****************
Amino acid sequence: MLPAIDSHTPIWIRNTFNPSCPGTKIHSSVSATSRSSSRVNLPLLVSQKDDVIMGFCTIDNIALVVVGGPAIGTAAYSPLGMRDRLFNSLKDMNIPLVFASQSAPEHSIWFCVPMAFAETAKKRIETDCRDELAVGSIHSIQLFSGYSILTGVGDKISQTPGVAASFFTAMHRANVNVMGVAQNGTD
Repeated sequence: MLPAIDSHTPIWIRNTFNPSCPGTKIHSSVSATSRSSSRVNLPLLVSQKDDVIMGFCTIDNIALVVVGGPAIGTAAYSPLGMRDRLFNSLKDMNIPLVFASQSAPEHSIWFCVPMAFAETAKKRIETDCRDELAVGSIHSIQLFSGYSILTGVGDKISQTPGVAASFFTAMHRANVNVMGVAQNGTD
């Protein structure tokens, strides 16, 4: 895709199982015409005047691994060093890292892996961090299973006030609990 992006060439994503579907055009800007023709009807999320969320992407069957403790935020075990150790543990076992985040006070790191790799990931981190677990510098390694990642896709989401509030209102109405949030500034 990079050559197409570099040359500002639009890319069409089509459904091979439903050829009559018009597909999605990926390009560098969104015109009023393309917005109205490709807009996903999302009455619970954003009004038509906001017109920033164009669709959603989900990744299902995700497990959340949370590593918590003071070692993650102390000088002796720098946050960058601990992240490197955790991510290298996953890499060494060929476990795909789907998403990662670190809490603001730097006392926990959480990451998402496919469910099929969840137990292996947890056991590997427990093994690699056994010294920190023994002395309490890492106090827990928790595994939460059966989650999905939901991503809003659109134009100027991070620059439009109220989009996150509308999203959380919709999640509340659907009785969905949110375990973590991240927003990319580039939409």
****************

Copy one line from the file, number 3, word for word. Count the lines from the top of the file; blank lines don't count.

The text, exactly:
């Protein structure tokens, strides 16, 4: 895709199982015409005047691994060093890292892996961090299973006030609990 992006060439994503579907055009800007023709009807999320969320992407069957403790935020075990150790543990076992985040006070790191790799990931981190677990510098390694990642896709989401509030209102109405949030500034 990079050559197409570099040359500002639009890319069409089509459904091979439903050829009559018009597909999605990926390009560098969104015109009023393309917005109205490709807009996903999302009455619970954003009004038509906001017109920033164009669709959603989900990744299902995700497990959340949370590593918590003071070692993650102390000088002796720098946050960058601990992240490197955790991510290298996953890499060494060929476990795909789907998403990662670190809490603001730097006392926990959480990451998402496919469910099929969840137990292996947890056991590997427990093994690699056994010294920190023994002395309490890492106090827990928790595994939460059966989650999905939901991503809003659109134009100027991070620059439009109220989009996150509308999203959380919709999640509340659907009785969905949110375990973590991240927003990319580039939409």